Instructional Technology

At Hausner, we view technology as a tool that supports and complements instructional methodology, balancing screen and non-screen time. We use a wide variety of hardware and software that is developmentally appropriate at each stage, both within the classroom as well as in the Design Studio and Design Lab.

Along with our library program, our instructional technology program builds specific academic technical skills that are integrated with core curriculum to enhance project-based learning and digital literacy. Instructional Technology is designed to expand and enhance the core academic curriculum in general studies (including math, science, social studies, and English), as well as Jewish studies and Hebrew. Just a few examples include: Students creating videos and quizzes in Hebrew class, making movies in Jewish Studies, creating digital books, creating programming games.

Instructional technology is embedded as a part of the curriculum and not a separate subject, making it a seamless integration, whether integrating a software tool such as Google Apps or whether designing for a 3D printer.


Hausner participates in Computer Science Education Week by hosting Hausner Code Fest! This year, our Code Fest will be held on the Hausner campus on Thursday, November 29 from 5:30 – 7:00 pm. Join us!

  • Lower School Technology Program

    Digital citizenship forms a core piece of the instructional technology, with lessons starting from kindergarten through eighth grade using the Commonsense Media curriculum and with support from Parents Place. Our students growing up in a digital world, are exposed to various screens all around them from a very young age. We believe it is our responsibility to inculcate good digital etiquette and safety in the students from a very young age so that they can grow up to be responsible people, both in person and in the online world. We also work on integrating the digital etiquette with Jewish values.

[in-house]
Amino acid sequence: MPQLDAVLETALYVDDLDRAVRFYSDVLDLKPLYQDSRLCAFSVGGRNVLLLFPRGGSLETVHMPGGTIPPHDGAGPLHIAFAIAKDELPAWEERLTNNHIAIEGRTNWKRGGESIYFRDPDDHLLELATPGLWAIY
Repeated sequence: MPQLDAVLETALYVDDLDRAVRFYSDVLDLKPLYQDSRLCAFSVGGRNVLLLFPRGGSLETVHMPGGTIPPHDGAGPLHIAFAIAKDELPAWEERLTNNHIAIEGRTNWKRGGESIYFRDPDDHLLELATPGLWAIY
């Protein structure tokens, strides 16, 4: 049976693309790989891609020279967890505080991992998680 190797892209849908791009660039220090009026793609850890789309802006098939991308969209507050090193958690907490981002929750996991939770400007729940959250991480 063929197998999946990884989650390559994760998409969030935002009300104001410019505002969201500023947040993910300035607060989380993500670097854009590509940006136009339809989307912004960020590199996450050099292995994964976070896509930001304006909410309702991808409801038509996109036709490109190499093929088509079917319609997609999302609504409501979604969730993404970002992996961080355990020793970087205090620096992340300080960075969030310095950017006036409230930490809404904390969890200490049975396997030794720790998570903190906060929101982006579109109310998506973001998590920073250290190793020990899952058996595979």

• Middle School Technology Program

    In middle school, we offer a 1:1 device program that provides on-demand access to technology. Students have dedicated time to learn and gain expertise in specific technology skills to help them succeed in their academic courses. Critical site evaluation skills, Internet searching skills, graphic organizers, and proper citation are stressed so that students are able to research and write effectively. And students utilize many different computer programs and related technologies—including digital cameras, green screen recording equipment, and audio recording equipment—to help them create multimedia projects as part of their coursework.

  • Elective & After-School Technology Opportunities

    Additional instructional technology opportunities are provided in electives and after school programs.

  • Hardware and Software in the Classroom